One-third of Vizio customers still using cable or satellite, CFO says

More than one-third of customers who have a Vizio smart television set are still watching linear content through a traditional cable or satellite set-top box, the company's top financial executive revealed on Wednesday.

The data point, revealed by Vizio's Chief Financial Officer Adam Townsend, was collected from surveys sent to select Vizio customers. That survey found 38% of customers still use cable or satellite, and around 30% have dropped their cable or satellite service entirely, Townsend said.

Those data points are important to Vizio as the company shifts its focus from sales of its television and soundbar hardware — which have been relatively flat, according to the company's recent quarterly earnings reports — toward the development, maintenance and marketing of its SmartCast streaming platform, which is baked into all Vizio smart television sets sold within the past few years.

On Wednesday, Townsend told attendees of the BofA Securities 2022 Media, Communications and Entertainment Conference that Vizio has the ability to pull granular data from its smart television users — from the amount of time they watch a streaming service through the product, to the types of games customers play using a console connected to a Vizio TV set.

"Fifty-three percent of the time spent on our TVs is on the [SmartCast] streaming platform," Townsend affirmed. "Only about 7% of the time someone is using our TVs, they're using an external media player."

Townsend said Vizio's SmartCast platform is an attractive value proposition for customers because it offers a complete, out-of-the-box solution: When someone buys a Vizio TV set, it comes preloaded with popular streaming apps like Netflix, Disney Plus, Hulu, Amazon Prime, YouTube and others. SmartCast also offers access to WatchFree Plus, an ad-supported service that offers free access to 250 linear streaming channels of content.

"It's a great value proposition in that customers don't have to buy another streaming solution," Townsend said. "You can buy a Vizio TV, take it out of the box, hook it up to your Wi-Fi and start streaming."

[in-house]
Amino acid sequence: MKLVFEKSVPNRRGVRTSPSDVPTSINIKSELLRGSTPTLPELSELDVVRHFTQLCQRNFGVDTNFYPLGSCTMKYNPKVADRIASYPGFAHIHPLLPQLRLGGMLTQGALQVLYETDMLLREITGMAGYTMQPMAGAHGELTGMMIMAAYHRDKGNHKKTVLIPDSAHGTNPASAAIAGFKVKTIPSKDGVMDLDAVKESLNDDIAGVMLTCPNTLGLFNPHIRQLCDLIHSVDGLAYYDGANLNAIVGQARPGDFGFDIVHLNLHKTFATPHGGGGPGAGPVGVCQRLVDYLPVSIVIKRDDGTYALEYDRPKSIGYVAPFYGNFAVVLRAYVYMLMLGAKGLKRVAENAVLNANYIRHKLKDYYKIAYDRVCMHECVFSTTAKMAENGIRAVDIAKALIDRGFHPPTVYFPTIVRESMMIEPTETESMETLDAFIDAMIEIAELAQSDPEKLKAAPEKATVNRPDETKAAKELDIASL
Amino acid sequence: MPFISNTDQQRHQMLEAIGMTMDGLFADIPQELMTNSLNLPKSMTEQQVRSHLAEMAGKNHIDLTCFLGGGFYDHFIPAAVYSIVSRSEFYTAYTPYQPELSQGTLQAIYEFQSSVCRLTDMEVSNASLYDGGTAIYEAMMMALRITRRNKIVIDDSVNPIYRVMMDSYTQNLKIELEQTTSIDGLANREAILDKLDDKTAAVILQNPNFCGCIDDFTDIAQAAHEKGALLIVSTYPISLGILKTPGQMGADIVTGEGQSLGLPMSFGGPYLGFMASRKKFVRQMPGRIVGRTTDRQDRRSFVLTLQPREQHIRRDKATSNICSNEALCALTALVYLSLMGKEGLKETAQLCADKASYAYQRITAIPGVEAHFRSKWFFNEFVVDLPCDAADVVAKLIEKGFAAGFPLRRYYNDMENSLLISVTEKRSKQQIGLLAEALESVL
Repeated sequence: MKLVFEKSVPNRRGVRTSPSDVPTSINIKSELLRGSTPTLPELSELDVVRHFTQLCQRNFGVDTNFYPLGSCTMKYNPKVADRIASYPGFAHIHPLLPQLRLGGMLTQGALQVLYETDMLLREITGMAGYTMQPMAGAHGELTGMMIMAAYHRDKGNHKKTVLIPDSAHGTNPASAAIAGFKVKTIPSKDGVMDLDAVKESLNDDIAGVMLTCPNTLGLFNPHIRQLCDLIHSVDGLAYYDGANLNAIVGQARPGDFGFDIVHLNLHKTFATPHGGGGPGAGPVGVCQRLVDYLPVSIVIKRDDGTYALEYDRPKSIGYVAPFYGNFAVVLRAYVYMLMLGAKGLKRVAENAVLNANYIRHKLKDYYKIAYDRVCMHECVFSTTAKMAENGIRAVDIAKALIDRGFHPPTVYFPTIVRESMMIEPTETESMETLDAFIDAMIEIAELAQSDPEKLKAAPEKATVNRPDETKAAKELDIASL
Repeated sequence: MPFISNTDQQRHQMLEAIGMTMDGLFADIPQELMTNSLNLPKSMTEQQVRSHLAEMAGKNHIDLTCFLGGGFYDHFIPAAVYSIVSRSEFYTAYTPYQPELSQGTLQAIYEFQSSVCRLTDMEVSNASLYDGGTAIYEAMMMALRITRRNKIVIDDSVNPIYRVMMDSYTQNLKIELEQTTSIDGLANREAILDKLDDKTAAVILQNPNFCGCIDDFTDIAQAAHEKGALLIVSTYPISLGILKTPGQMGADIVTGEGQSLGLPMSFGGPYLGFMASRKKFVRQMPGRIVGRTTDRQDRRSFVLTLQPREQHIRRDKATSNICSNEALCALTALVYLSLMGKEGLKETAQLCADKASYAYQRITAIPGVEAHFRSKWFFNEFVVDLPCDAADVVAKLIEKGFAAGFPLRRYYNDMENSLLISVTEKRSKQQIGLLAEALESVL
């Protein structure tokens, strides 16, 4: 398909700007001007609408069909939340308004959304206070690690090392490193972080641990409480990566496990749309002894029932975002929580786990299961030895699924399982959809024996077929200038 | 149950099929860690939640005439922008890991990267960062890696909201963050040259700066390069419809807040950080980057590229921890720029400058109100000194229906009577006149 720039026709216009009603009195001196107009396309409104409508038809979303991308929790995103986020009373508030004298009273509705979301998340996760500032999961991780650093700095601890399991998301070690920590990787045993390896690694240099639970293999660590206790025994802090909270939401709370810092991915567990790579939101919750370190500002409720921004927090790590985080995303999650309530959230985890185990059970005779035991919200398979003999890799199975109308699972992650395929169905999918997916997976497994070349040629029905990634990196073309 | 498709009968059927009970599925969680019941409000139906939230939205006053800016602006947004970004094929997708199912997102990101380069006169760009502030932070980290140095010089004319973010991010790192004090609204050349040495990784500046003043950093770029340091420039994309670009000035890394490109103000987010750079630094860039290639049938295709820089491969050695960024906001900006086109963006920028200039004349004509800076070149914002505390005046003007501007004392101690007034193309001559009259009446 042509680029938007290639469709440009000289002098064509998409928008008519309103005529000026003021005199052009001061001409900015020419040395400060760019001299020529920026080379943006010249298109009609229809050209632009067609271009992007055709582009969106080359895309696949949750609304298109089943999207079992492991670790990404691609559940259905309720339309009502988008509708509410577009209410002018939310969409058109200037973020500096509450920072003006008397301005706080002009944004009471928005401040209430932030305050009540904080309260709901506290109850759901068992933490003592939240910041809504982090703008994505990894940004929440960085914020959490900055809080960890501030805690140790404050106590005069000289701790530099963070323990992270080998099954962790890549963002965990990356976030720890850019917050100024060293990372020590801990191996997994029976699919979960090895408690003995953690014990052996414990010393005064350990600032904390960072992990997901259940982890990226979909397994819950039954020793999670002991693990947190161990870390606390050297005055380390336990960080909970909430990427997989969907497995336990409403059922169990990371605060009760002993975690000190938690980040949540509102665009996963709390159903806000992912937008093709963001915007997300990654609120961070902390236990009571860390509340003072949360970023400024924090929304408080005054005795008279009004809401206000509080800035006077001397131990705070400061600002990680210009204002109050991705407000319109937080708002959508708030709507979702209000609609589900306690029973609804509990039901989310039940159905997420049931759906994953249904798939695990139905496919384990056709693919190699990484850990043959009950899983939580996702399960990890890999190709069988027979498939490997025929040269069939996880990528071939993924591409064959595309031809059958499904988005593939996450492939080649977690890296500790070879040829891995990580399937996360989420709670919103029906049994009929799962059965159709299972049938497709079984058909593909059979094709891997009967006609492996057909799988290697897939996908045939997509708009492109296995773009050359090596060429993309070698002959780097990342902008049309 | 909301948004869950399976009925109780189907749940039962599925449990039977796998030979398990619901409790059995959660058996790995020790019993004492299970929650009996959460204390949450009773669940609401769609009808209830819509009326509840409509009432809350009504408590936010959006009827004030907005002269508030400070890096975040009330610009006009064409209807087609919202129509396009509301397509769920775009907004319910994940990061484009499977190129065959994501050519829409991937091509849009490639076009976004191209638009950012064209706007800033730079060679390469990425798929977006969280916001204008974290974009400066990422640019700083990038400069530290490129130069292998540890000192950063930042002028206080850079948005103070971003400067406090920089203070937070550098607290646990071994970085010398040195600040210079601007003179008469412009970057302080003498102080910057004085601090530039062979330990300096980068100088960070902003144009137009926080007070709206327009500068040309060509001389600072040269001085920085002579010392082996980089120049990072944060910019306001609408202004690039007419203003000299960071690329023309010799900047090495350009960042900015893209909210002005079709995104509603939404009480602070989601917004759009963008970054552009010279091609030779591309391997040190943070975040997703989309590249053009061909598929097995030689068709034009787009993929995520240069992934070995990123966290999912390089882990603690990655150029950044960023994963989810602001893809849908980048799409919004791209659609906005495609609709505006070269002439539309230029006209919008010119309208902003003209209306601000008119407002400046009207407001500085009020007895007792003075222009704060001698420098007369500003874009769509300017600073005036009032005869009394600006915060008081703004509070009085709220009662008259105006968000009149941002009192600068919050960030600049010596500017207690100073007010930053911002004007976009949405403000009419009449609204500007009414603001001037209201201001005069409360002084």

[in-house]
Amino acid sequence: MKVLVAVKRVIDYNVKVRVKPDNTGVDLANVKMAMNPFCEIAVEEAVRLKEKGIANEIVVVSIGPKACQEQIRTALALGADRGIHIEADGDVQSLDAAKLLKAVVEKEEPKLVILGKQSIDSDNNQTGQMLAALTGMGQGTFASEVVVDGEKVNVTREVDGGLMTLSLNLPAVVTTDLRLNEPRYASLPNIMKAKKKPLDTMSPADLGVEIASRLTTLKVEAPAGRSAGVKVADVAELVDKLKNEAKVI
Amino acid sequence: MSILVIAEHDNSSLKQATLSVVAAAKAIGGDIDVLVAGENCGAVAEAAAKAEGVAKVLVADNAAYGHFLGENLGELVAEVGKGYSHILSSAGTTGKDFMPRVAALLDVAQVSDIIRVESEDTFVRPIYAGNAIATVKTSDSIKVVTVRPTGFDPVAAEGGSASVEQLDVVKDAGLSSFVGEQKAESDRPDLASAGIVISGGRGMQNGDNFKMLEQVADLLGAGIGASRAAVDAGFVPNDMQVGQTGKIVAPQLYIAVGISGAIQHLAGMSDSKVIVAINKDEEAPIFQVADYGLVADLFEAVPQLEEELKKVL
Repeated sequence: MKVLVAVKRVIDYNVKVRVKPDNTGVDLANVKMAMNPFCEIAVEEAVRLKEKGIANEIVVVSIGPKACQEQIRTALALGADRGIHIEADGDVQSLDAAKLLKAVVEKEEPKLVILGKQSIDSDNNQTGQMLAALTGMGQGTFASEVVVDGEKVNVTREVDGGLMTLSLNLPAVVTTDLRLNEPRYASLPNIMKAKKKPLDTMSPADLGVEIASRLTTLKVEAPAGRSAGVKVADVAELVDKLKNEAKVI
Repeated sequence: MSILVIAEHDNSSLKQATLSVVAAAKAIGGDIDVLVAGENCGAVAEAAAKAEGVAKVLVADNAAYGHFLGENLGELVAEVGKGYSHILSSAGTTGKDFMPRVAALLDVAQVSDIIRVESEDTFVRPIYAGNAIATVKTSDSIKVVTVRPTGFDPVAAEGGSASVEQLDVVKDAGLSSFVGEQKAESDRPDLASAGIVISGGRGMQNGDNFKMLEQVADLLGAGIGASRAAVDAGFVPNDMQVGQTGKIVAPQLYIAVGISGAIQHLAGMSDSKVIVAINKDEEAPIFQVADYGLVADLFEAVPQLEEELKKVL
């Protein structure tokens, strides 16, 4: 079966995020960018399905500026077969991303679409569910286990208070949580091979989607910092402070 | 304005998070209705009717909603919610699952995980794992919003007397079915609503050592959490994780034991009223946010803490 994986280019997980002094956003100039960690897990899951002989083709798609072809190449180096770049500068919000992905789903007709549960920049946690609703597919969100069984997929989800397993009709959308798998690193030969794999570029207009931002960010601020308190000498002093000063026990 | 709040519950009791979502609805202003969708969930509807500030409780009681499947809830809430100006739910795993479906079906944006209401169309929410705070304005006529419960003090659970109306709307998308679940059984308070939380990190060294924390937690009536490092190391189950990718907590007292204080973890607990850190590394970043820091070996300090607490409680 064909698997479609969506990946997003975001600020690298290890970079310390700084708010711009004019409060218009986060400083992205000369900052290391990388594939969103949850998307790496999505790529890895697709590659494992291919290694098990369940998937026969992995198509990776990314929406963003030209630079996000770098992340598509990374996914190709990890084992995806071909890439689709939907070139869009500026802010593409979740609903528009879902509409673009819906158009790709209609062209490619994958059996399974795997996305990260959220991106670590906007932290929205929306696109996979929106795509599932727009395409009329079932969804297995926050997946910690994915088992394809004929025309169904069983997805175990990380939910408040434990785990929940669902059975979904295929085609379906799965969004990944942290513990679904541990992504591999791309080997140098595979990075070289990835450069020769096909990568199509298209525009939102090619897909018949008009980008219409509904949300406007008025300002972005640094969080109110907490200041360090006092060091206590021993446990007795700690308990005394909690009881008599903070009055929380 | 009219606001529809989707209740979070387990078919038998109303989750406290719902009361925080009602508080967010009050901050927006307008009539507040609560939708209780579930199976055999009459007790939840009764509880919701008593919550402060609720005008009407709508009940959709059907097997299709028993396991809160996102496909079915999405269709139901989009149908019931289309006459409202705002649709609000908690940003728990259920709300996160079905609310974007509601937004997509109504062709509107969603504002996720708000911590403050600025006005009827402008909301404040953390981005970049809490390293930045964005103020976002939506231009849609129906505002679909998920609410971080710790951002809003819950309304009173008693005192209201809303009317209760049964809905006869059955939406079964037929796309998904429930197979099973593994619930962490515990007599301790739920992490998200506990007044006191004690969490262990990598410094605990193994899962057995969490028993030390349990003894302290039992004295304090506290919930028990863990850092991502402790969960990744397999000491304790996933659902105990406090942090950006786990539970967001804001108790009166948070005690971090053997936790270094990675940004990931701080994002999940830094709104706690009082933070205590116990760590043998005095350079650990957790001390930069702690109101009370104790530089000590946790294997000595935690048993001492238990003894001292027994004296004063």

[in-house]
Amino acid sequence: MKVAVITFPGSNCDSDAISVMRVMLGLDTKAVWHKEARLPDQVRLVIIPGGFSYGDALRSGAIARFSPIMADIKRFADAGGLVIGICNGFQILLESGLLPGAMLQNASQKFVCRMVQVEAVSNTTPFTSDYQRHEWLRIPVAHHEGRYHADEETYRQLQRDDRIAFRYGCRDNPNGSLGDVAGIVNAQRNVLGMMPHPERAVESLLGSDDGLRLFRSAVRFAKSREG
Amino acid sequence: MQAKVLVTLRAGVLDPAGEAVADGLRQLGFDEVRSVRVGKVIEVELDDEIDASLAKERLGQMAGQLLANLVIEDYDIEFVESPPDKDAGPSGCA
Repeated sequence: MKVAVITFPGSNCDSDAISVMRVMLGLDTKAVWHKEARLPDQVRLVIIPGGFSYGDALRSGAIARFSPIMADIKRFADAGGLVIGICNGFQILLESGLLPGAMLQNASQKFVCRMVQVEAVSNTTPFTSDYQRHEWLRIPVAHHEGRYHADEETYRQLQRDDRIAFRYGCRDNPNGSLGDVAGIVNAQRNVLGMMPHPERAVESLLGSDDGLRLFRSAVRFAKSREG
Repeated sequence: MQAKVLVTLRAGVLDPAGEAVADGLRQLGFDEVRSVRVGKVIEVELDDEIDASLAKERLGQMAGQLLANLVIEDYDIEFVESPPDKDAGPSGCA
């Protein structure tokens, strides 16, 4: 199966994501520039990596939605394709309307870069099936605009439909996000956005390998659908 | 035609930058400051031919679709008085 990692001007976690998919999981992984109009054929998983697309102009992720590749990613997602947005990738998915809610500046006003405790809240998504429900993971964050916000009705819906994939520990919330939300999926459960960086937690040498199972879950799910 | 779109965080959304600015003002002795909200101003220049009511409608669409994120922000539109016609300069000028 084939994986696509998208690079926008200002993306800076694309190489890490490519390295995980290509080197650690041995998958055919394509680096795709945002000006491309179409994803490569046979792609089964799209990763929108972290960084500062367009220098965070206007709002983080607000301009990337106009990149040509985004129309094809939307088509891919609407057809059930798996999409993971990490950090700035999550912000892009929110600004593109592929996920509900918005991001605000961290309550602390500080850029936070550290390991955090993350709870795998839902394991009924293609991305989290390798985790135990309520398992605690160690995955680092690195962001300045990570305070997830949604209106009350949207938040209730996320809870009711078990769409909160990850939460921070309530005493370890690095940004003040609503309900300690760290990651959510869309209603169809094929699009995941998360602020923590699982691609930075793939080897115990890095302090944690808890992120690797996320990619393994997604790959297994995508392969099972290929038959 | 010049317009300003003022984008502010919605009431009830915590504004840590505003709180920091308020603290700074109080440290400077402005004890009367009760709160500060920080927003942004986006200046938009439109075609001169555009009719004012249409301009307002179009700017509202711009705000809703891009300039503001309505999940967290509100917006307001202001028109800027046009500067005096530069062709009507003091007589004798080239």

The amount of data Vizio collects from users is a good value for the electronics firm and its partners, too. Using that data, Vizio has sold advertisements on the home screen of SmartCast and within some of its linear channels on WatchFree Plus. Last month, Vizio said it raked in over $69.9 million in profit from its streaming platform; on Wednesday, Townsend said 95% of the company's overall gross profit was from streaming.

"It really changes the way we can be strategic in the market in the way we can get more TVs sold, getting into homes, growing our active account and install base, and generating more profitability and ARPU from the platform," Townsend said. "It's been a two-decade effort, but the marketplace is right where we want to be, and we're excited about what's to come."

Vizio has the second-biggest share of the smart TV market, Townsend said, with only Samsung ahead of it. Helping to fuel its market share is general awareness of the Vizio brand coupled with its easy-to-use platform, budget pricing and partnerships with retailers like Walmart and Target, which is where most of Vizio's TVs are sold.

"Because of where we are selling, we're very aligned with the average across U.S. demographics," Townsend said. Those demographics are attractive to certain media buyers who want to promote their brands to the general domestic market, he affirmed.

"We promote that and highlight that to our ad buyers, so they understand who they're reaching," Townsend said, adding that Vizio is "incredibly well-positioned" to take advantage of a trend where ad money is shifting toward connected TV (CTV) platforms and away from traditional media.

"The ability to target down to the individual household is really attractive for a lot of businesses," he said.